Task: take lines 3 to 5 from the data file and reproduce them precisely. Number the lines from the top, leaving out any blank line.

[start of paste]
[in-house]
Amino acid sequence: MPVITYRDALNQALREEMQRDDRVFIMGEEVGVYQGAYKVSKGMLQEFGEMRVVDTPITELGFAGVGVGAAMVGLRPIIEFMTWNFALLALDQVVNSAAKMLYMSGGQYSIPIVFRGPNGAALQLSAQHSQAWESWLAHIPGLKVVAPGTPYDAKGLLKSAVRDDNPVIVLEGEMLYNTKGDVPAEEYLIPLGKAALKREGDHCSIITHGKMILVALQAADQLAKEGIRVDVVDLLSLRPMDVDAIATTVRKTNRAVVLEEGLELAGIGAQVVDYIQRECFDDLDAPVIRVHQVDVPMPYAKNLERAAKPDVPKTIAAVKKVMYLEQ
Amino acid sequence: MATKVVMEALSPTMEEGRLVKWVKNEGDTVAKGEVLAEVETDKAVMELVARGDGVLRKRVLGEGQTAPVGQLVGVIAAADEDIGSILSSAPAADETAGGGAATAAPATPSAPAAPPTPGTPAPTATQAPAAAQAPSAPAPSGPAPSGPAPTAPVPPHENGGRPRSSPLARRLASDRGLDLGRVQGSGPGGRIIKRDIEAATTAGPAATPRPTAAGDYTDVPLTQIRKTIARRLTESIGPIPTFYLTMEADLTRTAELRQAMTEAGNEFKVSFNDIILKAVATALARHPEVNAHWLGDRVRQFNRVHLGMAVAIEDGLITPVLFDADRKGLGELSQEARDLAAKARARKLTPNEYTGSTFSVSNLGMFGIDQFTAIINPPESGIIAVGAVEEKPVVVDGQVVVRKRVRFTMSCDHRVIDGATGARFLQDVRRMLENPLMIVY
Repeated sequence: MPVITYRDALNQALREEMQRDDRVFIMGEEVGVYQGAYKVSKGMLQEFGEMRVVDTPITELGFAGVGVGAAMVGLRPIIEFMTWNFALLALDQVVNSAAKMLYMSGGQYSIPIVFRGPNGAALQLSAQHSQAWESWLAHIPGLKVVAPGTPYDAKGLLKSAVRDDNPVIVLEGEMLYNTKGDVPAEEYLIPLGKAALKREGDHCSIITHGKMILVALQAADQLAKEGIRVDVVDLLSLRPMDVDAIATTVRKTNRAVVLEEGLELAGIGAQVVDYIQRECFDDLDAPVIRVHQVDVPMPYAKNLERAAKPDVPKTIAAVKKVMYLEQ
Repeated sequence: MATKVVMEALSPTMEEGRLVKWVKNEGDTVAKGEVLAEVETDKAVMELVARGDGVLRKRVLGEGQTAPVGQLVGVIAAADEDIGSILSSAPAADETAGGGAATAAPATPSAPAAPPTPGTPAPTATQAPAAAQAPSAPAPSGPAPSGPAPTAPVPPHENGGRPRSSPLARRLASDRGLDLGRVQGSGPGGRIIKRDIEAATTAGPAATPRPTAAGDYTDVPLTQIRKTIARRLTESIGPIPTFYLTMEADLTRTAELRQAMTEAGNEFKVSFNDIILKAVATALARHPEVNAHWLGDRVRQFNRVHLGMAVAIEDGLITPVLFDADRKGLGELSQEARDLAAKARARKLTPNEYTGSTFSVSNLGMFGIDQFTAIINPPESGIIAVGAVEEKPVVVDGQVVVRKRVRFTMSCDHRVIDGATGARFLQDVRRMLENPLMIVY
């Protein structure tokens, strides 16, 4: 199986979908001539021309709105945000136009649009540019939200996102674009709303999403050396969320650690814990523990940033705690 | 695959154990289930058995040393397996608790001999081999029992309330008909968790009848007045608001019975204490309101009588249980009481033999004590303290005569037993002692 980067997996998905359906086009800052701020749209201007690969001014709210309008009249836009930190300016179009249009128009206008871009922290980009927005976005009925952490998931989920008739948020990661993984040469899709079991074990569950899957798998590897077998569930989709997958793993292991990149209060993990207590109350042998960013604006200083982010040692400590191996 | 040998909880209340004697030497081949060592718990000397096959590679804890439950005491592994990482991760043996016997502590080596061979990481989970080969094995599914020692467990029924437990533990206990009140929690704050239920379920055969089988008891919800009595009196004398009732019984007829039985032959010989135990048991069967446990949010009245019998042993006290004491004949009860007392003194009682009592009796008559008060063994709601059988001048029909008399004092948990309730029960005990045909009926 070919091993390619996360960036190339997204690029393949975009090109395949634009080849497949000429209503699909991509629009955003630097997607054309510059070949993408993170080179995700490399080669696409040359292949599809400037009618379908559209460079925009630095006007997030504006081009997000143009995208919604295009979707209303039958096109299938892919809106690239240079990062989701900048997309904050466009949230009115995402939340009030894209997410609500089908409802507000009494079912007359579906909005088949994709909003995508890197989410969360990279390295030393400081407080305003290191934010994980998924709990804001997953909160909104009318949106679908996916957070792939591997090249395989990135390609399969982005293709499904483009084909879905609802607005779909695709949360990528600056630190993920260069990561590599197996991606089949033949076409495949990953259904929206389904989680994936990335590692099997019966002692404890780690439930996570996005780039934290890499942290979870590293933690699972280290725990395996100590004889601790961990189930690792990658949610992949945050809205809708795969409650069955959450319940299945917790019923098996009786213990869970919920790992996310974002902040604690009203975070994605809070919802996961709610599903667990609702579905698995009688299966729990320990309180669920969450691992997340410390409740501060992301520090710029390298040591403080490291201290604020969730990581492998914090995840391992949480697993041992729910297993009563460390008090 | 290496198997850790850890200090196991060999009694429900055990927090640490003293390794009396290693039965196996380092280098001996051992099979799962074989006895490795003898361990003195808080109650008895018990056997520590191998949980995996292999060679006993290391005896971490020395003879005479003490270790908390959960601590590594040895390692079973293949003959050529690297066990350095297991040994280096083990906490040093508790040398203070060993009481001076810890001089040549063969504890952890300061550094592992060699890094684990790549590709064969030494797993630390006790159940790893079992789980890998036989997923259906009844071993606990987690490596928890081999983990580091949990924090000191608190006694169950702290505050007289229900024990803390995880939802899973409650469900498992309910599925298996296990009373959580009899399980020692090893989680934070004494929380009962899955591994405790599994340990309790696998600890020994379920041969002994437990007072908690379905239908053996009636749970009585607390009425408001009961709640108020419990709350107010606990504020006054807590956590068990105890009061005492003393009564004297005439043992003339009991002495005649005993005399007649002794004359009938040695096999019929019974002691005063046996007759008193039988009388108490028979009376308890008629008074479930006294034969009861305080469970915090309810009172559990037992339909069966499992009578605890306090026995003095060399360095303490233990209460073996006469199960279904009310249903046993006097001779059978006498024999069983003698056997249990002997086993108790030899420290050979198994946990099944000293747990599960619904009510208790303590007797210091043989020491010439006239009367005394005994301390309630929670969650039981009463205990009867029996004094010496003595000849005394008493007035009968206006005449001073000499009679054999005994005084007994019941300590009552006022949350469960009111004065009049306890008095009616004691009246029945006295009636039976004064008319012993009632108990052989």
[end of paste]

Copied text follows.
Amino acid sequence: MATKVVMEALSPTMEEGRLVKWVKNEGDTVAKGEVLAEVETDKAVMELVARGDGVLRKRVLGEGQTAPVGQLVGVIAAADEDIGSILSSAPAADETAGGGAATAAPATPSAPAAPPTPGTPAPTATQAPAAAQAPSAPAPSGPAPSGPAPTAPVPPHENGGRPRSSPLARRLASDRGLDLGRVQGSGPGGRIIKRDIEAATTAGPAATPRPTAAGDYTDVPLTQIRKTIARRLTESIGPIPTFYLTMEADLTRTAELRQAMTEAGNEFKVSFNDIILKAVATALARHPEVNAHWLGDRVRQFNRVHLGMAVAIEDGLITPVLFDADRKGLGELSQEARDLAAKARARKLTPNEYTGSTFSVSNLGMFGIDQFTAIINPPESGIIAVGAVEEKPVVVDGQVVVRKRVRFTMSCDHRVIDGATGARFLQDVRRMLENPLMIVY
Repeated sequence: MPVITYRDALNQALREEMQRDDRVFIMGEEVGVYQGAYKVSKGMLQEFGEMRVVDTPITELGFAGVGVGAAMVGLRPIIEFMTWNFALLALDQVVNSAAKMLYMSGGQYSIPIVFRGPNGAALQLSAQHSQAWESWLAHIPGLKVVAPGTPYDAKGLLKSAVRDDNPVIVLEGEMLYNTKGDVPAEEYLIPLGKAALKREGDHCSIITHGKMILVALQAADQLAKEGIRVDVVDLLSLRPMDVDAIATTVRKTNRAVVLEEGLELAGIGAQVVDYIQRECFDDLDAPVIRVHQVDVPMPYAKNLERAAKPDVPKTIAAVKKVMYLEQ
Repeated sequence: MATKVVMEALSPTMEEGRLVKWVKNEGDTVAKGEVLAEVETDKAVMELVARGDGVLRKRVLGEGQTAPVGQLVGVIAAADEDIGSILSSAPAADETAGGGAATAAPATPSAPAAPPTPGTPAPTATQAPAAAQAPSAPAPSGPAPSGPAPTAPVPPHENGGRPRSSPLARRLASDRGLDLGRVQGSGPGGRIIKRDIEAATTAGPAATPRPTAAGDYTDVPLTQIRKTIARRLTESIGPIPTFYLTMEADLTRTAELRQAMTEAGNEFKVSFNDIILKAVATALARHPEVNAHWLGDRVRQFNRVHLGMAVAIEDGLITPVLFDADRKGLGELSQEARDLAAKARARKLTPNEYTGSTFSVSNLGMFGIDQFTAIINPPESGIIAVGAVEEKPVVVDGQVVVRKRVRFTMSCDHRVIDGATGARFLQDVRRMLENPLMIVY